BELCREDI (since Henry IV. has his finger pointed at him). No, no, it wasn't I....

HENRY IV. (straightening up). Not true, not true? Infamy! (Looks at him and then adds): I didn't think you capable of it! (Goes to the doctor and plucks his sleeve, while winking at him knowingly): Always the same, Monsignor, those bishops, always the same!

HAROLD (softly, whispering as if to help out the doctor). Yes, yes, the rapacious bishops!

THE DOCTOR (to Harold, trying to keep it up). Ah, yes, those fellows ... ah yes....

HENRY IV. Nothing satisfies them! I was a little boy, Monsignor.... One passes the time, playing even, when, without knowing it, one is a king.—I was six years old; and they tore me away from my mother, and made use of me against her without my knowing anything about it ... always profaning, always stealing, stealing!... One greedier than the other ... Hanno worse than Stephen! Stephen worse than Hanno!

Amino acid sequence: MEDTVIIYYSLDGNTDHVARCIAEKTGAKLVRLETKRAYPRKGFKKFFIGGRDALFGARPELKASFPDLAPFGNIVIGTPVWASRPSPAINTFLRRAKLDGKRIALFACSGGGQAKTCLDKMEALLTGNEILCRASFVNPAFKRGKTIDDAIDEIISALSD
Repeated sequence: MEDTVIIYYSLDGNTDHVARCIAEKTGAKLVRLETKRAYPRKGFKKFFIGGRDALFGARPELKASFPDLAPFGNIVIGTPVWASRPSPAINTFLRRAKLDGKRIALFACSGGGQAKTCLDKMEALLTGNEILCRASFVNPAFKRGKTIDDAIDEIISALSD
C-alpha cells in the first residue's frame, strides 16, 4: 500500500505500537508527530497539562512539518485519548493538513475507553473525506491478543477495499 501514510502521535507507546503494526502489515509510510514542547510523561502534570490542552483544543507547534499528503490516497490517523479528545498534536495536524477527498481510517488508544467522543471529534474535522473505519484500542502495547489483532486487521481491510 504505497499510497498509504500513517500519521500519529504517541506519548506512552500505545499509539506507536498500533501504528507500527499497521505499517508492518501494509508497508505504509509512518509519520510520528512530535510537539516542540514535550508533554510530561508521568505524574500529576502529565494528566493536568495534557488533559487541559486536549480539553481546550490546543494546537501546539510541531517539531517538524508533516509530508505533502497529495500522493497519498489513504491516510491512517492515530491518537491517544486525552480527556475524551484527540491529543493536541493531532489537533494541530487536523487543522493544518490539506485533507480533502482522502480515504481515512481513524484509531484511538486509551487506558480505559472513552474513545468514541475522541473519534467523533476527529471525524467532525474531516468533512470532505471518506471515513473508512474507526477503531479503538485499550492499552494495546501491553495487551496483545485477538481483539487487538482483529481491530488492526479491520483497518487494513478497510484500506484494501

LANDOLPH (sotto voce, persuasively, to call his attention). Majesty!

HENRY IV. (turning round quickly). Ah yes ... this isn't the moment to speak ill of the bishops. But this infamy against my mother, Monsignor, is too much. (Looks at the Marchioness and grows tender). And I can't even weep for her, Lady ... I appeal to you who have a mother's heart! She came here to see me from her convent a month ago.... They had told me she was dead! (Sustained pause full of feeling. Then smiling sadly): I can't weep for her; because if you are here now, and I am like this (shows the sackcloth he is wearing), it means I am twenty-six years old!

HAROLD. And that she is therefore alive, Majesty!...

ORDULPH. Still in her convent!